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Letter from Edward Partridge, 13 June 1839

Quincy June 13th 1839
Prest, Smith
Sir
Your letter in answer to my note to bishop [Vinson] Knight  I recieved by the hand of br Harris— Respecting the cattle I had promised  three or four yoke to Father Myers, I did expect br Shearer would have  sent the cattle down immediately or I should not have been quite so willing  to have accommodated him with some to move with. Some of  our poor brethren wished me to furnish them teams to move up to Iowa  with and I promised them that when the teams returned I should, they  were very anxious to get up in time to get in a little garden, and were not  my plans frustrated I could have accommodated them greatly to their  satisfaction, the brn that I allude to are the blind brethren, who say  that they had as lieve live in tents there as here, it is now too late to think  of making gardens and what is best for them brn to do I know not.—
I had promised some money as soon as I could sell a yoke of  cattle, I know of nothing else I have that I can raise money with at  this time, and they are getting to be dull sale to what they were.
Sister Meeks has been quite sick but she is getting better, she  has nothing to eat only what she is helped to, a number of other poor here I  think need assistance Wid. Sherman for one but if you think that all  the means should be kept up there I have nothing to say only that I  do not believe it to be my duty to stay here living on expence where I can  earn nothing for myself, nor do anything to benefit others.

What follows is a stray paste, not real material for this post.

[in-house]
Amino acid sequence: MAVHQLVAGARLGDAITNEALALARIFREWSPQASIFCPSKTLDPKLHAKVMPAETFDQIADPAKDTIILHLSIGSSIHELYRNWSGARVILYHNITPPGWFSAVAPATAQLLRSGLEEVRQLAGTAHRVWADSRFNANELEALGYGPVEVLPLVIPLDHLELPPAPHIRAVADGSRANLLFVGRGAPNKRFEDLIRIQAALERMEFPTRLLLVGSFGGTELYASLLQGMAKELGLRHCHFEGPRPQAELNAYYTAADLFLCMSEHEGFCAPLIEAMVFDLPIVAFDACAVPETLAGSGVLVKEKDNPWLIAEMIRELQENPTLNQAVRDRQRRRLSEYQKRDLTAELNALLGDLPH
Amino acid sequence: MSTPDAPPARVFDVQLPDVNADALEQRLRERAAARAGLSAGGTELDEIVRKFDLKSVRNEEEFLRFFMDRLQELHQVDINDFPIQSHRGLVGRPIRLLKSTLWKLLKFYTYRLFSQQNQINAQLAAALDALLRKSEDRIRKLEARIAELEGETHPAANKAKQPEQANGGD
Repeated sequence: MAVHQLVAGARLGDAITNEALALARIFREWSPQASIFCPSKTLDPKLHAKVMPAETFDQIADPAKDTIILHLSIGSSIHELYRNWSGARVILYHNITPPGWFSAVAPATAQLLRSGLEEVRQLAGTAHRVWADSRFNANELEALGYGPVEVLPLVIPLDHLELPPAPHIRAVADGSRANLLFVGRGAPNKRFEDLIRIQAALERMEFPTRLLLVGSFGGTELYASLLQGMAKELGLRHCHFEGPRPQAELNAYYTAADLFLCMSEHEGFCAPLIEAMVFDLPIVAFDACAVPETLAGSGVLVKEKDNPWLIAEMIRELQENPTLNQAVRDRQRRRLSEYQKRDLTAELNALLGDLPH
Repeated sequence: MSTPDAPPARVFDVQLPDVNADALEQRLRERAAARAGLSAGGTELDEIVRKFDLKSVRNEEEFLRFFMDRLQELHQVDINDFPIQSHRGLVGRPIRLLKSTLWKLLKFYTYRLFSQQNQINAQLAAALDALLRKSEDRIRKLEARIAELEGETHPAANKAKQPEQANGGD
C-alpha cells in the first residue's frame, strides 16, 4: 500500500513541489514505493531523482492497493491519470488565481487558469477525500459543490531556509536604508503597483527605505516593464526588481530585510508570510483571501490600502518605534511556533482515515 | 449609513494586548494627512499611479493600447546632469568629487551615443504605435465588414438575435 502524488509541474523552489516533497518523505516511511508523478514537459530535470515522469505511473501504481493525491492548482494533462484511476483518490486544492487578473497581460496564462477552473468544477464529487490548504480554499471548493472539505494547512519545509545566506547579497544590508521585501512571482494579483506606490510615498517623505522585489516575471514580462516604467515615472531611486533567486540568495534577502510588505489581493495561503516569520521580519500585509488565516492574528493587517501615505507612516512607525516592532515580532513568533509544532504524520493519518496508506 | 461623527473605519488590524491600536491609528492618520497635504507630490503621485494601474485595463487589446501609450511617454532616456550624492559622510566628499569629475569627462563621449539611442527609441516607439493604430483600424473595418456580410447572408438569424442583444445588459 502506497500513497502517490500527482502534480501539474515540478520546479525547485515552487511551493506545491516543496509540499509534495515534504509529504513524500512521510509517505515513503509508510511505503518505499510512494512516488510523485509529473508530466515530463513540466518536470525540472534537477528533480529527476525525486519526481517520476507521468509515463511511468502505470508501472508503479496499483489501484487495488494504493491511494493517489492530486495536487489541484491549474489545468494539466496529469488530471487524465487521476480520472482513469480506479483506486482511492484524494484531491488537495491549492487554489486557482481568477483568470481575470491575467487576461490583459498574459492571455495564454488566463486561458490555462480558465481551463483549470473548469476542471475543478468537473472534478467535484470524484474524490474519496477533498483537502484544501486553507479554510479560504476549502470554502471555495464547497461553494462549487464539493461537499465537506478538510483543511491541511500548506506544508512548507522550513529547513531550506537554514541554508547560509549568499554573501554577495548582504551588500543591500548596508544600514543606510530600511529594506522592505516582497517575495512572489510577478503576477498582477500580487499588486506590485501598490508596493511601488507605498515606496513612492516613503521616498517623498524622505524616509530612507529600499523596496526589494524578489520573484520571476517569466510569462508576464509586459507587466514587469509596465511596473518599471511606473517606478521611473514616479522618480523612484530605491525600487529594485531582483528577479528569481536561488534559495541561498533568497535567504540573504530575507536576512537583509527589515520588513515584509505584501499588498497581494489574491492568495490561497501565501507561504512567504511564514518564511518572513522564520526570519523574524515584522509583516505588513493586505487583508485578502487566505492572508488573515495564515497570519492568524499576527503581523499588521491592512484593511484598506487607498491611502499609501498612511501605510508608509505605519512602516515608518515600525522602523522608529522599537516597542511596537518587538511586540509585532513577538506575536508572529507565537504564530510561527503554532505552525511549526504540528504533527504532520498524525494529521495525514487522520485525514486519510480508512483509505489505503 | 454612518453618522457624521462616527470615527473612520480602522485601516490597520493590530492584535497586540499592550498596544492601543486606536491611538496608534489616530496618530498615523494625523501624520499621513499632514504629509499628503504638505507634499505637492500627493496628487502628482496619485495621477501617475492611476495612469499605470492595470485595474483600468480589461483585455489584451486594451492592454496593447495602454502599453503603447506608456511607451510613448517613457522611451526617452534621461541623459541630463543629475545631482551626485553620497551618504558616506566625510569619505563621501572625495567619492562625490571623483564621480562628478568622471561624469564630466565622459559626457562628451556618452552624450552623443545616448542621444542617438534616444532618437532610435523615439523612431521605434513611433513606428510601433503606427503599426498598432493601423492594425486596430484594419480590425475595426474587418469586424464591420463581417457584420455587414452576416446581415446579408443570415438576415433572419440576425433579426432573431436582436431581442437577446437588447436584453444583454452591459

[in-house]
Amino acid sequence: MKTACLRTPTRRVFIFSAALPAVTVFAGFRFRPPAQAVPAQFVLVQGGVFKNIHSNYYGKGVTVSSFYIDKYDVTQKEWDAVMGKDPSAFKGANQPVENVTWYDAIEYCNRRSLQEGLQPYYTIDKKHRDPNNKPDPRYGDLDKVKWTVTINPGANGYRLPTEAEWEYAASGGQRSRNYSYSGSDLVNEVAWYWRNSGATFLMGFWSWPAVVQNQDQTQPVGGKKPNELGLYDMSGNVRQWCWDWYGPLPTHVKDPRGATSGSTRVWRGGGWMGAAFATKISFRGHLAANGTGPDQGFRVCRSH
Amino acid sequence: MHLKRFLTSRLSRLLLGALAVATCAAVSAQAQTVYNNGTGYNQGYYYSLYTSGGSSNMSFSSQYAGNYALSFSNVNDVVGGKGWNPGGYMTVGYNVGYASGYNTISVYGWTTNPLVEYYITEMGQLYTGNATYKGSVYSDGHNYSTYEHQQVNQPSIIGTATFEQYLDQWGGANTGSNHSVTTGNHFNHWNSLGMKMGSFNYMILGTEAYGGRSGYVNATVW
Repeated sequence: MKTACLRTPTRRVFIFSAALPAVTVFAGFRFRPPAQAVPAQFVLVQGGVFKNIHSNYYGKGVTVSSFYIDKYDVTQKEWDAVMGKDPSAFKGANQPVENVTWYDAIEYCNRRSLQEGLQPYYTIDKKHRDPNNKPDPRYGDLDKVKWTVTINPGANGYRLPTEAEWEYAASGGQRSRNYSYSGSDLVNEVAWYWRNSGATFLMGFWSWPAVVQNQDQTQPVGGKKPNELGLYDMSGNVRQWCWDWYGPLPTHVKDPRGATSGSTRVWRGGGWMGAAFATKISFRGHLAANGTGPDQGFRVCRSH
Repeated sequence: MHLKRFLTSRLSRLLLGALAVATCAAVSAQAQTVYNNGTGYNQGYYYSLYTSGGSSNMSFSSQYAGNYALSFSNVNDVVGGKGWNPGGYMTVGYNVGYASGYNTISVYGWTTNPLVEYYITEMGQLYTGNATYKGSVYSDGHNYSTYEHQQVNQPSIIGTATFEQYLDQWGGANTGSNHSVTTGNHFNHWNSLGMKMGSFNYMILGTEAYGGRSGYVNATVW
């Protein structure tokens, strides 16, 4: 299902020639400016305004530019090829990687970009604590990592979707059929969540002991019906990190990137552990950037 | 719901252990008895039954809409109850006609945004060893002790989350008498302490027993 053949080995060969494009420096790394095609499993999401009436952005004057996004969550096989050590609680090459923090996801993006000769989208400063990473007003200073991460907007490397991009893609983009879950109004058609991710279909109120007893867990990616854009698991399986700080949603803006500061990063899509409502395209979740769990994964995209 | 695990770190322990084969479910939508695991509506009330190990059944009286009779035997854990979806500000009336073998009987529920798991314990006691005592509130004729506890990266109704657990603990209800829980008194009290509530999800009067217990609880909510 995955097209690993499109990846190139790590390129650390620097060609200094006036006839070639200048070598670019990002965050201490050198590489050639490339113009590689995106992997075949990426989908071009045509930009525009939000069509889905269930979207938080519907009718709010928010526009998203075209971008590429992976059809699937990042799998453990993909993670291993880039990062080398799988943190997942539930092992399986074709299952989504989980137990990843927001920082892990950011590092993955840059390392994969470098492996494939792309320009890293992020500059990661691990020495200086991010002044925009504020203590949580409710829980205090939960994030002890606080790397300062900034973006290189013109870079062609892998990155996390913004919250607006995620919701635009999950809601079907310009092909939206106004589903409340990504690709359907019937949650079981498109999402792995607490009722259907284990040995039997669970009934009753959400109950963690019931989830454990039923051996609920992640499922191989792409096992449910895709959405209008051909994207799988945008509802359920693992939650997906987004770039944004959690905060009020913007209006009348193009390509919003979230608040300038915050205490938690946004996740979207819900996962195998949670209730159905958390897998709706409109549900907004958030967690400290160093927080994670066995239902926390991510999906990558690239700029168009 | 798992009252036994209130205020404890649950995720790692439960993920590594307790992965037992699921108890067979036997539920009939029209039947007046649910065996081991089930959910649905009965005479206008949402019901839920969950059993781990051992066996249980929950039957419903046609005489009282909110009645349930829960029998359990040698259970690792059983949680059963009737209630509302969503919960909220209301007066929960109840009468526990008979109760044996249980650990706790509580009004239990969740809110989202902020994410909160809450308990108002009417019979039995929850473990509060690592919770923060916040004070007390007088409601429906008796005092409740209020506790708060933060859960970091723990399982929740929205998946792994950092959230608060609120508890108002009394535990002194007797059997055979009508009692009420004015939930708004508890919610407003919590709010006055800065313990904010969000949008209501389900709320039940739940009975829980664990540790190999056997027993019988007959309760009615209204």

As I before stated I have promised some money as soon as I can  raise it, I have not at this time two dollars in the world $1— 44 is all  I owe for my rent and for making clothes for some of the twelve, and some  other things, I am going into the room, br Harris leaves to save rent,  what it is best for me <to do> I hardly know, hard labor I cannot perform,  light labor I can but I know of no chance to earn anything, at anything  that I can stand it to do— It is quite sickly here five were buried in  four days, br More’s Child Sis Louisa P and and br Pettigrews son  Hiram 18 or 19 years of age the other two were children of the world.
I spoke to br I[saac] Higbee about his siene he said that he would speak  to his brother about it, He said he thought they would sell it, or they  would come up in the fall and fish awhile but to lend it he thought  it would not be best as those unaccustomed to fish in the rivers would [p. 68]
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Edward Partridge, letter, Quincy, IL, to JS, Commerce, IL, 13 June 1839; handwriting of James Mulholland; in JS Letterbook 2, pp. 68–69; JS Collection, CHL.

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